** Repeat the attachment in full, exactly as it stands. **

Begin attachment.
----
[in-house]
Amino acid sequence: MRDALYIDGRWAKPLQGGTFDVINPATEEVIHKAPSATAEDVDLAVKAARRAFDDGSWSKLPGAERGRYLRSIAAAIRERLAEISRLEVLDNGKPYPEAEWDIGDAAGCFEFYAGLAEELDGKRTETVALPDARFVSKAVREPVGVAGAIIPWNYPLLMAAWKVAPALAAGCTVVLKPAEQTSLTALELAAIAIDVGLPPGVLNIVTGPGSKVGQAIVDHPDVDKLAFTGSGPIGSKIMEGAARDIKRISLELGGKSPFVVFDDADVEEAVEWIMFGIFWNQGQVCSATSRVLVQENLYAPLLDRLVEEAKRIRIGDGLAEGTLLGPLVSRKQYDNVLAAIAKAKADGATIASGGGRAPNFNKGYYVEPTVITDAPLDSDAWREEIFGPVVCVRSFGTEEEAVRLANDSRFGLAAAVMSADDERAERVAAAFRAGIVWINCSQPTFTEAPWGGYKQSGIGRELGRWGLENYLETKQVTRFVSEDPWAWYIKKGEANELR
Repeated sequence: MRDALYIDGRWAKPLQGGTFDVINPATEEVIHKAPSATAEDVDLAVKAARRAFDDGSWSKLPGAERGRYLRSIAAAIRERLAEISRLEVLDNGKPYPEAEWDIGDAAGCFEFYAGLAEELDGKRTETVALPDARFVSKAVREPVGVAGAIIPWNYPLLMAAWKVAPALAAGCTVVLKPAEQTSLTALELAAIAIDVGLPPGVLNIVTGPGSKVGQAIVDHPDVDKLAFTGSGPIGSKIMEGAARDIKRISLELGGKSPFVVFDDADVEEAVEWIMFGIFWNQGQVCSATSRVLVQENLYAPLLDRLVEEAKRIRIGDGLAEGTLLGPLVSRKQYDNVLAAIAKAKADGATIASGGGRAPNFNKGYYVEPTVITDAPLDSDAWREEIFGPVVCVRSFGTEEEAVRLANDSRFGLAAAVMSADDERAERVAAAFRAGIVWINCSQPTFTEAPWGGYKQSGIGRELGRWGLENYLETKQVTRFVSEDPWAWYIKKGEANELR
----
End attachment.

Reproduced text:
[in-house]
Amino acid sequence: MRDALYIDGRWAKPLQGGTFDVINPATEEVIHKAPSATAEDVDLAVKAARRAFDDGSWSKLPGAERGRYLRSIAAAIRERLAEISRLEVLDNGKPYPEAEWDIGDAAGCFEFYAGLAEELDGKRTETVALPDARFVSKAVREPVGVAGAIIPWNYPLLMAAWKVAPALAAGCTVVLKPAEQTSLTALELAAIAIDVGLPPGVLNIVTGPGSKVGQAIVDHPDVDKLAFTGSGPIGSKIMEGAARDIKRISLELGGKSPFVVFDDADVEEAVEWIMFGIFWNQGQVCSATSRVLVQENLYAPLLDRLVEEAKRIRIGDGLAEGTLLGPLVSRKQYDNVLAAIAKAKADGATIASGGGRAPNFNKGYYVEPTVITDAPLDSDAWREEIFGPVVCVRSFGTEEEAVRLANDSRFGLAAAVMSADDERAERVAAAFRAGIVWINCSQPTFTEAPWGGYKQSGIGRELGRWGLENYLETKQVTRFVSEDPWAWYIKKGEANELR
Repeated sequence: MRDALYIDGRWAKPLQGGTFDVINPATEEVIHKAPSATAEDVDLAVKAARRAFDDGSWSKLPGAERGRYLRSIAAAIRERLAEISRLEVLDNGKPYPEAEWDIGDAAGCFEFYAGLAEELDGKRTETVALPDARFVSKAVREPVGVAGAIIPWNYPLLMAAWKVAPALAAGCTVVLKPAEQTSLTALELAAIAIDVGLPPGVLNIVTGPGSKVGQAIVDHPDVDKLAFTGSGPIGSKIMEGAARDIKRISLELGGKSPFVVFDDADVEEAVEWIMFGIFWNQGQVCSATSRVLVQENLYAPLLDRLVEEAKRIRIGDGLAEGTLLGPLVSRKQYDNVLAAIAKAKADGATIASGGGRAPNFNKGYYVEPTVITDAPLDSDAWREEIFGPVVCVRSFGTEEEAVRLANDSRFGLAAAVMSADDERAERVAAAFRAGIVWINCSQPTFTEAPWGGYKQSGIGRELGRWGLENYLETKQVTRFVSEDPWAWYIKKGEANELR